Pam Webster echoed the call for thankfulness in ‘Thank God for Social Media’,  and highlighted how she’s particularly thankful for social media, as medical issues have restricted her physical freedom, but social media has given her back a voice and an opportunity to be involved. Muriel Sowden is also thankful for how digital technology has opened up her world as she loses her sight, and how important technology allows us to form relationships with those we may not expect.  In another post, she identified the value of an audio Bible, not as a ‘last resort’, but in providing a new perspective of its own.


  • On October 10th we celebrated with @YouVersion who hit 30 million downloads.
  • Premier Radio ran the Unbelievable Tour –  for which we grabbed Justin Brierley for a quick interview.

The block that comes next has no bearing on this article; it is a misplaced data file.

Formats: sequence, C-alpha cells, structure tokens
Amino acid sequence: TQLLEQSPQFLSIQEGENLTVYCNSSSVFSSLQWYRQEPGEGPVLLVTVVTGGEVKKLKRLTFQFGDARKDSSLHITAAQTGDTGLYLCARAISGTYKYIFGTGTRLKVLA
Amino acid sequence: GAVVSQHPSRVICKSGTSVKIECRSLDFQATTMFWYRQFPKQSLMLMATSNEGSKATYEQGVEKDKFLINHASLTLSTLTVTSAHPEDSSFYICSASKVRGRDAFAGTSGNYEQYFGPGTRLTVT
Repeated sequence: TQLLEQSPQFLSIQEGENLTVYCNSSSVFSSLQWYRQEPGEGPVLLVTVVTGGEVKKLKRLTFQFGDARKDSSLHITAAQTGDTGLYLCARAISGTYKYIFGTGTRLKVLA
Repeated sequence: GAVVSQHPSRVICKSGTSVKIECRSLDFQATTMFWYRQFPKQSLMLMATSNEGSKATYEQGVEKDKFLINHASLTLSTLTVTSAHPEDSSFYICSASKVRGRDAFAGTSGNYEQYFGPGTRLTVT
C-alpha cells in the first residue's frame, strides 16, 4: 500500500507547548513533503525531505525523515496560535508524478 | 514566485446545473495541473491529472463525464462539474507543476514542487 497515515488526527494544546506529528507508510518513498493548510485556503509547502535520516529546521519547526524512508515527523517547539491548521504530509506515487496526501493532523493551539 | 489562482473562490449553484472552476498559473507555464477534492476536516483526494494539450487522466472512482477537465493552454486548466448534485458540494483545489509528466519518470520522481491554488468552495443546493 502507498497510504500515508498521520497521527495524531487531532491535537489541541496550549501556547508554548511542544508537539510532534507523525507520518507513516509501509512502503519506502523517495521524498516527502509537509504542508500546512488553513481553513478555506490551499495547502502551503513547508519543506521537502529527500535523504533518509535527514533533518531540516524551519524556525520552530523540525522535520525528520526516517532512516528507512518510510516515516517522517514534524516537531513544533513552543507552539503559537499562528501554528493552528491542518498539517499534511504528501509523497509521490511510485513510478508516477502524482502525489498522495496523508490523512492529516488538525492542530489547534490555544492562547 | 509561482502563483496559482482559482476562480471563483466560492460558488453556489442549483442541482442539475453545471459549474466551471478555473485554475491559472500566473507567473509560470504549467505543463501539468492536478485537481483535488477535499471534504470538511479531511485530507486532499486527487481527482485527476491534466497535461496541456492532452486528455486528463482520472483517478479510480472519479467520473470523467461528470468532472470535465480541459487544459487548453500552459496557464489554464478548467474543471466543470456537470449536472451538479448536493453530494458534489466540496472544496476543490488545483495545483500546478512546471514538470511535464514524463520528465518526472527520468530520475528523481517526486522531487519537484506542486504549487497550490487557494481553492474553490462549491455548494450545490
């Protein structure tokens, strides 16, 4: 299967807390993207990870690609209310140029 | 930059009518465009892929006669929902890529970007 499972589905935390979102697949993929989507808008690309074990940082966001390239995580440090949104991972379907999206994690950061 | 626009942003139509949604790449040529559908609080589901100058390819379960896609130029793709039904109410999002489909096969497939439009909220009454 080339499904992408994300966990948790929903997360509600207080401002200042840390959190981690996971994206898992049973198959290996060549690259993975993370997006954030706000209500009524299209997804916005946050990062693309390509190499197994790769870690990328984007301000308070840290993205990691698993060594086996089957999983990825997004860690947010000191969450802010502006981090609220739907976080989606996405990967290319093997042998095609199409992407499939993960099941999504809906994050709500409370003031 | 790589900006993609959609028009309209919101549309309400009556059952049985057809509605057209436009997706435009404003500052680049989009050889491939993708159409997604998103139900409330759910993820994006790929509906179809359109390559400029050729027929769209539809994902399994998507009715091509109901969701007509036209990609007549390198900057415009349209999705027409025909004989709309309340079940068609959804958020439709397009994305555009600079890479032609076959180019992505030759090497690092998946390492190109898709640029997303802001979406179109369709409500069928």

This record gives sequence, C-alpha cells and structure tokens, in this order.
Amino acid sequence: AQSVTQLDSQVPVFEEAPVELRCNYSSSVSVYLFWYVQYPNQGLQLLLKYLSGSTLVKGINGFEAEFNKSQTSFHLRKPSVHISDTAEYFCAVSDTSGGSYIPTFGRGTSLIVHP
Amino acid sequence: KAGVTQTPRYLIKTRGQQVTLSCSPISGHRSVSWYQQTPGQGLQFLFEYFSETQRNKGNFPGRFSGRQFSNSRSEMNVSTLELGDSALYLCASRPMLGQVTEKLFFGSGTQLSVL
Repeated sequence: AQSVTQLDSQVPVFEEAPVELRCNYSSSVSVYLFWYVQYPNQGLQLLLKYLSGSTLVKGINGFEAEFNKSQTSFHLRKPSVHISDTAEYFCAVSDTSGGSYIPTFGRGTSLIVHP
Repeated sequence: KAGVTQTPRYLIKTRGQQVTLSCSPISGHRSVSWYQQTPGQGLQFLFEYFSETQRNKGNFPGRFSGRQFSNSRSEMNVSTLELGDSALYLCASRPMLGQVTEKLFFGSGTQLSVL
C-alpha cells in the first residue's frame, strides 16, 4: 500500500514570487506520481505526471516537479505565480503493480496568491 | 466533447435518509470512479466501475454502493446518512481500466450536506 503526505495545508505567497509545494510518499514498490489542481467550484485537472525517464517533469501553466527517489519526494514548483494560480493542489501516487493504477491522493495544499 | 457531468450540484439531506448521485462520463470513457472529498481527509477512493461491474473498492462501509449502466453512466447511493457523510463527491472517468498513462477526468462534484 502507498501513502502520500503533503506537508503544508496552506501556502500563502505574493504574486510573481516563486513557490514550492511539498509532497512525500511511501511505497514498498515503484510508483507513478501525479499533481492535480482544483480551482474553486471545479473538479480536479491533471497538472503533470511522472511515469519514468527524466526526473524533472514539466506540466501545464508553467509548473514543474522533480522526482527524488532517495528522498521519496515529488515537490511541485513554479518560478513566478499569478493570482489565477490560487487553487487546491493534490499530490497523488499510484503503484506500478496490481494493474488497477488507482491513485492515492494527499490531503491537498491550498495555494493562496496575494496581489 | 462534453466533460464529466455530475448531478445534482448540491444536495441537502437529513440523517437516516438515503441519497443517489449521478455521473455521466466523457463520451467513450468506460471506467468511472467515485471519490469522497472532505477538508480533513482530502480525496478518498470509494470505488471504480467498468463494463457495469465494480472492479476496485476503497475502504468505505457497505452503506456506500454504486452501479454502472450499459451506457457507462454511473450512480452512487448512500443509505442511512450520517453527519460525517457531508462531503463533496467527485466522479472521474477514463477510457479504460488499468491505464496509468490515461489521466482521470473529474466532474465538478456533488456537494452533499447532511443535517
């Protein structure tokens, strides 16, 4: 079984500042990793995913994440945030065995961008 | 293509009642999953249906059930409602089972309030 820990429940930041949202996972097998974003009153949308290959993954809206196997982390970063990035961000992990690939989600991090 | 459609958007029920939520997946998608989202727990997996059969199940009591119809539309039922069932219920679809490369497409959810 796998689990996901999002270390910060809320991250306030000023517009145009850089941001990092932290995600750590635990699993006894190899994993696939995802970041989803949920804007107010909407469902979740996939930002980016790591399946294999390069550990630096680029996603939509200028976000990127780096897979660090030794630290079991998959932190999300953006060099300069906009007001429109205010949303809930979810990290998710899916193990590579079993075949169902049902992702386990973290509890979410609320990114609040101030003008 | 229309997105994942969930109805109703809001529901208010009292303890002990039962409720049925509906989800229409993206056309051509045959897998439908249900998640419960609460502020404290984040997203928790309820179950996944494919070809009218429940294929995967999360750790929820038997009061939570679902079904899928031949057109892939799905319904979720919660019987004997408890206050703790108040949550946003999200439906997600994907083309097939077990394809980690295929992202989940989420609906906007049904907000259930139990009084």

• On October 28th we featured in EA Idea magazine, a celebration that #digidisciple has such a high standard of contributors.
  • The #bigread12 is being prepared for Lent 2012: Facebook Group.
  • There’s a little more to come from #GB11.


Check out the events that we know about, let us know if you have one to advertise (we’ll publish a blog post too).

Phew: This has been a bit of a marathon… what an ’embarrasment of riches’. I think we may have o go to fortnightly at least, as this will also form the basis of a newsletter (I’ll let you know how to sign up). Hope you’ve enjoyed it!


About bigbible

The #BigBible Project. Educating in the digital spaces, creating 'bigger Bible conversations' between #digidisciple(s). Look out for #bigread14.